In cases like this, where it has been proven the driver of the stolen car, or the uninsured driver was at fault, the Motor Insurance Bureau will award compensation for injuries sustained.

Stolen vehicle criminal injury claim

If you’ve been the victim of a violent crime e.g. you’ve sustained serious injuries in a road traffic accident with a stolen car, you could pursue compensation through the Criminal Injuries Compensation Scheme.

This is funded by the government and aims to compensate people who’ve suffered injuries as a result of violent crimes. You may be able to make a claim through the Criminal Injuries Compensation Authority if:

  • You suffered an injury as a result of a criminal offence
  • A loved one passed away as a result of a violent crime
  • You witnessed a love one be a victim of a violent crime
  • You paid for the funeral costs of a loved one who was a victim of a violent crime and died as a result

How do I prove liability for a stolen car accident?

Just because a vehicle was stolen, doesn’t automatically mean that the driver is liable for any injuries you may have sustained. Like any personal injury claim, the onus is on you to prove that someone else is at fault, and as a result of their negligence, you sustained an injury.

According to the Road Traffic Act 1988, all road users have a duty of care to one another, to follow the rules of the road. Just because someone is driving without insurance, doesn’t mean they’re necessarily at fault for the accident.

Therefore, when proving liability in the case of an uninsured driver of a stolen car, you need evidence. This can include:

  • The driver and vehicle details of all vehicles involved in the accident
  • A police incident number
  • Witness statements of people who saw the incident
  • Pictures of injuries sustained
  • CCTV footage, if any exists
  • Pictures of the road and any marks or damage to it
  • Pictures of your damaged car
  • Pictures of the scene of the vehicle accident
  • Medical records, even if you have minor injuries
  • Records of any financial loss you have incurred

What can I claim for?

Your compensation award will consist of two parts:

  • General damages
  • Special damages

General damages can be difficult to prove and require expert help from solicitors. Special damages, however, are much easier for you to calculate yourself if you have receipts or other proof of out-of-pocket expenses related to your injuries.

General damages

General damages are an award made for your pain, suffering, loss of amenity, and psychological injury.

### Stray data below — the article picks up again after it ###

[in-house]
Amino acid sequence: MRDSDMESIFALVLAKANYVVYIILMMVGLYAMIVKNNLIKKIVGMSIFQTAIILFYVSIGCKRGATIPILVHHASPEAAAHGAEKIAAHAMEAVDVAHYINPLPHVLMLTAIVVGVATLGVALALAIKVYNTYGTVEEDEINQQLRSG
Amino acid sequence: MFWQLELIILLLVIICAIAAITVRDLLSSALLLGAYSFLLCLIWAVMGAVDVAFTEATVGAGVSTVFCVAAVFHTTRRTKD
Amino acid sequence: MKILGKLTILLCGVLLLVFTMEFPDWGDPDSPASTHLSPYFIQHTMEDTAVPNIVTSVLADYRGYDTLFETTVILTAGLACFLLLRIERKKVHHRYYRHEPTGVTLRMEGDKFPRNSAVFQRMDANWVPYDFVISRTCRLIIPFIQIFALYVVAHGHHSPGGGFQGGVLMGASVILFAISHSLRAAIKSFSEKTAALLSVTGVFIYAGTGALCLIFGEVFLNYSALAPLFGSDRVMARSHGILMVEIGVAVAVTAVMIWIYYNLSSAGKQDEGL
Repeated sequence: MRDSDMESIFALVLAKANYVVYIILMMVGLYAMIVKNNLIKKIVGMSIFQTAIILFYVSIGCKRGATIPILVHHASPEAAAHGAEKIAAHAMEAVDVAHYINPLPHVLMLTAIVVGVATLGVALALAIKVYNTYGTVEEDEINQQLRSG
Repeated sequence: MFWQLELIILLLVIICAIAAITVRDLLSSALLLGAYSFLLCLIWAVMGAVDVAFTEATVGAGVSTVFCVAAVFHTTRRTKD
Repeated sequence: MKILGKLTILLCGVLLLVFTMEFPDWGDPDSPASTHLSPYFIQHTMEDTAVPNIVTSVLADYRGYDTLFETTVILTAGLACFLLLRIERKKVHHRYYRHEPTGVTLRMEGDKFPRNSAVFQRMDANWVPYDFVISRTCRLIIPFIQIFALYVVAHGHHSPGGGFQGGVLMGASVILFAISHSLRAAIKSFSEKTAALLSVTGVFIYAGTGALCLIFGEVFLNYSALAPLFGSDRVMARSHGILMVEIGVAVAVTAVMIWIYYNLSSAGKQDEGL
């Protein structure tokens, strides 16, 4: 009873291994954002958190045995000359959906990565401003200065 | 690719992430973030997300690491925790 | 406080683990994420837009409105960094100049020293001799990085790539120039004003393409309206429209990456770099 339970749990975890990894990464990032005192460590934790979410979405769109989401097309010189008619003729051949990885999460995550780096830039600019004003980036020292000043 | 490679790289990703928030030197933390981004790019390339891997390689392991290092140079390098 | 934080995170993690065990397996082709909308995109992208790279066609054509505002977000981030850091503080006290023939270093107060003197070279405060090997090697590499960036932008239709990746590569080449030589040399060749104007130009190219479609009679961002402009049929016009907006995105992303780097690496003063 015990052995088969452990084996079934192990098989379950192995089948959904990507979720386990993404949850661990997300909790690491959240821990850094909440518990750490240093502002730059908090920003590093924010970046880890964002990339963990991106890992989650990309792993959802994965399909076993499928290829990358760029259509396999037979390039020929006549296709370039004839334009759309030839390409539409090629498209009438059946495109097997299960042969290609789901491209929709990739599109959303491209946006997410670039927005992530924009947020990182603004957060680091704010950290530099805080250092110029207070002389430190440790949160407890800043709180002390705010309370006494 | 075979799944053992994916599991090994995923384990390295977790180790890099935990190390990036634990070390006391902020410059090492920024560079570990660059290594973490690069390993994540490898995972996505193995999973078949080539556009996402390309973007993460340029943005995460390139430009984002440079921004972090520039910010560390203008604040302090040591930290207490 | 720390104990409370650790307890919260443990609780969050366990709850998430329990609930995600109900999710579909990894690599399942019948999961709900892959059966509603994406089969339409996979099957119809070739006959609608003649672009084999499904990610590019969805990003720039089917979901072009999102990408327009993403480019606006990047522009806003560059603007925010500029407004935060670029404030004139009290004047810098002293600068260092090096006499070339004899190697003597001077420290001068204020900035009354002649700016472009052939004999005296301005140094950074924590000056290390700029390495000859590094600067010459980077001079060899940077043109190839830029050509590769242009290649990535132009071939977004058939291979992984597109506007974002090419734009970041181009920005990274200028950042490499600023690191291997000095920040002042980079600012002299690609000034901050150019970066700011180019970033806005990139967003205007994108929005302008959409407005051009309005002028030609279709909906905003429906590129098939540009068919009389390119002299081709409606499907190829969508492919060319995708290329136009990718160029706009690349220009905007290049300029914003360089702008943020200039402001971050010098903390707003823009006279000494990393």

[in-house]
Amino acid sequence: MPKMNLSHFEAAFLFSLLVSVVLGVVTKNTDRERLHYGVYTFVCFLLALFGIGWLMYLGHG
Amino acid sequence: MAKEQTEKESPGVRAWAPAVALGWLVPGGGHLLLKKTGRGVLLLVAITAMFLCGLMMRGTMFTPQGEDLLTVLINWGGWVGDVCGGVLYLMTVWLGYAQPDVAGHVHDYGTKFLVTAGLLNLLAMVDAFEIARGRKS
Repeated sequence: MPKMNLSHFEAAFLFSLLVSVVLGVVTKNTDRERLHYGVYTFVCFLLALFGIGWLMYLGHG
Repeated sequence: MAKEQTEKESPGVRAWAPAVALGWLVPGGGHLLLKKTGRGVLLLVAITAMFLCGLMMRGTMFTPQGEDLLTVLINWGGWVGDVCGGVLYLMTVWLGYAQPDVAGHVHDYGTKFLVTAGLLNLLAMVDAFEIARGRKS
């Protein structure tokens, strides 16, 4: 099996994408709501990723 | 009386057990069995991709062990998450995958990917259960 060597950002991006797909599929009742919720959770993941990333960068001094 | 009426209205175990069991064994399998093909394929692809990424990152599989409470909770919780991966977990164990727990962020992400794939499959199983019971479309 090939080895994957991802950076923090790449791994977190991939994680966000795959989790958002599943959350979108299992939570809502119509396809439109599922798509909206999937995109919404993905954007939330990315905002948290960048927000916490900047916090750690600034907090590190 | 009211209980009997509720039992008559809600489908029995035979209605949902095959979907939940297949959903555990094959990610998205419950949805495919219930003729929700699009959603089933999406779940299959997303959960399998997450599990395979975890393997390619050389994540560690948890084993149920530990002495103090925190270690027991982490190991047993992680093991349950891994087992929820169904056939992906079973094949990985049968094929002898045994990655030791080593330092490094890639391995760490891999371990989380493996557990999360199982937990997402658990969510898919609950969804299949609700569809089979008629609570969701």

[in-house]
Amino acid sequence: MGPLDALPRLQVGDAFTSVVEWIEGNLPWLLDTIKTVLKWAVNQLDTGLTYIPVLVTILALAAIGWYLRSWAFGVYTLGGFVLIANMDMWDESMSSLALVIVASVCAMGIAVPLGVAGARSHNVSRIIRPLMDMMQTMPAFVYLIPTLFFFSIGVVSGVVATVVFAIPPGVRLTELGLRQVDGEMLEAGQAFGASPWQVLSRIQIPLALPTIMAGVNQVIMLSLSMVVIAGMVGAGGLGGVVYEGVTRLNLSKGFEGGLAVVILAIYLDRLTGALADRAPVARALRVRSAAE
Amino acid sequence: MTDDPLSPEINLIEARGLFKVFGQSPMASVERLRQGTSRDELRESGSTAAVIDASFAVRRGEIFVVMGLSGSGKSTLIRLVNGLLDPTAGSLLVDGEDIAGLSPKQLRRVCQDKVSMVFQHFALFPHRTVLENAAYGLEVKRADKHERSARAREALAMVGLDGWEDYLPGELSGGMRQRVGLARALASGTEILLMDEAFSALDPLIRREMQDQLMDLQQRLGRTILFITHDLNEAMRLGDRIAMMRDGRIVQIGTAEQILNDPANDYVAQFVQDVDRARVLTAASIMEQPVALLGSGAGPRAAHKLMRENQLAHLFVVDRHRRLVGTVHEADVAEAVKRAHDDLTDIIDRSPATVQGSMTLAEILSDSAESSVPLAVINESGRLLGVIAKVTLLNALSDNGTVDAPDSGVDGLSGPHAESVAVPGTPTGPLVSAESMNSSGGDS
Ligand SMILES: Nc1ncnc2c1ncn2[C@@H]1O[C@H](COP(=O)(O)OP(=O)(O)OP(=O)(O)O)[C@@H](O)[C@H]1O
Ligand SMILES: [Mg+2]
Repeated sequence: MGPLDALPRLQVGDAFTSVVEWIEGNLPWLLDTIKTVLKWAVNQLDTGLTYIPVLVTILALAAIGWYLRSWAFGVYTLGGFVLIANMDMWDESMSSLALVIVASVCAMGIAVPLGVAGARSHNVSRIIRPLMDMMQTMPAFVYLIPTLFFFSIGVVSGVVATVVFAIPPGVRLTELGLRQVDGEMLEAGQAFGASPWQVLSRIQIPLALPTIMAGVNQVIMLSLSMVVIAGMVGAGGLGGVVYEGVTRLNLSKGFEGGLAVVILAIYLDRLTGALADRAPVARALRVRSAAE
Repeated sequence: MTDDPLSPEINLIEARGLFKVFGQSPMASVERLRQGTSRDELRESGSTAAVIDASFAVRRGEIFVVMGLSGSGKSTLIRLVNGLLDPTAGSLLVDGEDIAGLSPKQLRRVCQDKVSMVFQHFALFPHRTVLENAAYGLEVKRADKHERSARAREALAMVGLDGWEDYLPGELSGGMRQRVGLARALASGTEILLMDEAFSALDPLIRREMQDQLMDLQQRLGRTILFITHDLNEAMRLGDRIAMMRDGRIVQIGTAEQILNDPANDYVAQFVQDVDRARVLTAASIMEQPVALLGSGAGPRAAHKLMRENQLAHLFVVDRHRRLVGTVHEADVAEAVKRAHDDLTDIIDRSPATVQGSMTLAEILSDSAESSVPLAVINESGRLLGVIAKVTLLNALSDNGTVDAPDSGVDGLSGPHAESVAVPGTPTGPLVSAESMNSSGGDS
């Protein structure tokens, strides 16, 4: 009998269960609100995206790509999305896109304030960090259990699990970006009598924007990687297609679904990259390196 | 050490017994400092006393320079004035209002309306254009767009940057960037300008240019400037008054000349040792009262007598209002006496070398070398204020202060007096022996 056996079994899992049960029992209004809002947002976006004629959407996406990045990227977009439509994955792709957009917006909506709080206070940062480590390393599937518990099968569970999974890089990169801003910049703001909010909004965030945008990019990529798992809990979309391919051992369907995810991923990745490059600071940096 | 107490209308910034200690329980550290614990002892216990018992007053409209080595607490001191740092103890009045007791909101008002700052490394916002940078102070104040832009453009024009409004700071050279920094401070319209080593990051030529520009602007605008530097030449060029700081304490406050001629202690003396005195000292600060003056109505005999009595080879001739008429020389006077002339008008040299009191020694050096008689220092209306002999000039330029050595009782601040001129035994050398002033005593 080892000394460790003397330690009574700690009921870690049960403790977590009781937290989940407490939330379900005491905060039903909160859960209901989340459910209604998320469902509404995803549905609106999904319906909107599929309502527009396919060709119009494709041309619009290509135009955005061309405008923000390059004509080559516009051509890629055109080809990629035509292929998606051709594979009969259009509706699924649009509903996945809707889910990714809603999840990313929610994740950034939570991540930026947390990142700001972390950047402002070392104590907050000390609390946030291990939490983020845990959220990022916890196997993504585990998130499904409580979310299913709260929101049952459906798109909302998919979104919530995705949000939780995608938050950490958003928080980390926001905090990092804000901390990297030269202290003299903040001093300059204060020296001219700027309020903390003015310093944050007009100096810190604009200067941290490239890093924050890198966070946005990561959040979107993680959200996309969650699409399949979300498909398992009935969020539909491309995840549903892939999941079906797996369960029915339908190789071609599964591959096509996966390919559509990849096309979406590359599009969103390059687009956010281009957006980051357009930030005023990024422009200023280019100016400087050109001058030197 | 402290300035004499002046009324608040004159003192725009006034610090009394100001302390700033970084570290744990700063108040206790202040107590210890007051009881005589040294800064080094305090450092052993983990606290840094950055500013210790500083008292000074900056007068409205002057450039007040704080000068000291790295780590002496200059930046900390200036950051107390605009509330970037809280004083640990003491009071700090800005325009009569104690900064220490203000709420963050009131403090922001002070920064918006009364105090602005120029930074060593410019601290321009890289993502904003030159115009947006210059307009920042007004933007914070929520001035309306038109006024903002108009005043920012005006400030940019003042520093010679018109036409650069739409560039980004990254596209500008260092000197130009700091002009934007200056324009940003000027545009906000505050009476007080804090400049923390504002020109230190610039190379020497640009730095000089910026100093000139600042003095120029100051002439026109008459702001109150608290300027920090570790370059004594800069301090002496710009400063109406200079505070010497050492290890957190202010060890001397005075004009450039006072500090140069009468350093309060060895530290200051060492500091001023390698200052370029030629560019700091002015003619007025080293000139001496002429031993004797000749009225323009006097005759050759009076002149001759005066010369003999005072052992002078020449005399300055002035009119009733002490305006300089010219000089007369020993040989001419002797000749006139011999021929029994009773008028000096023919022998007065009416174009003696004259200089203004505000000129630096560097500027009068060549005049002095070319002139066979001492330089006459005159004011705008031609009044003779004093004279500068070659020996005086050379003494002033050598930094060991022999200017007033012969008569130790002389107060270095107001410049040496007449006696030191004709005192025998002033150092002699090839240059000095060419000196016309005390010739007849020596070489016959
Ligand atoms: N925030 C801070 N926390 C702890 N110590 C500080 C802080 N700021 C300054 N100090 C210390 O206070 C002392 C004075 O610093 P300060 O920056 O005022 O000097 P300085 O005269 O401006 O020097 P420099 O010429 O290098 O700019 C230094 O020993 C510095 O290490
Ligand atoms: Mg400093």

• Pain and suffering: This can include the physical discomfort you feel from being injured as well as mental anguish that is caused by your injury.
  • Loss of amenity: This includes things like having to give up activities you enjoy or can no longer do because of your injuries, and being unable to perform day-to-day tasks without assistance.
  • Psychological injury: Psychological injuries can include depression, anxiety, phobias or post-traumatic stress disorder (PTSD).

Special damages

Also known as special or consequential damages, this category includes any expenses you’ve had to pay out because of the crash. It includes:

  • The cost of repairing or replacing your car. This can include the cost of repairs and replacement parts, hiring a mechanic and getting your car back on the road.
  • The cost of hiring a replacement car while yours is being repaired, if necessary (which is often necessary).
  • The cost of paying for taxis or public transport if you need to get around while waiting for your car’s repair work to be finished. If you’re unable to drive at all as a result of injuries suffered in an accident, then it’s likely that this will also apply even after your vehicle has been fixed up again – especially if those injuries mean that using public transport is difficult for you.
  • Additional costs from having someone else driving you around instead; such as petrol mileage not covered by insurance (meaning that some passengers will commute with their own vehicles) plus wear-and-tear on these cars due to frequent usage over long distances.
  • Any private medical care you may have received.
  • Any special medical assistance you may require either now or in the future if you’ve been left with a permanent disability.

How much compensation could I get for my claim?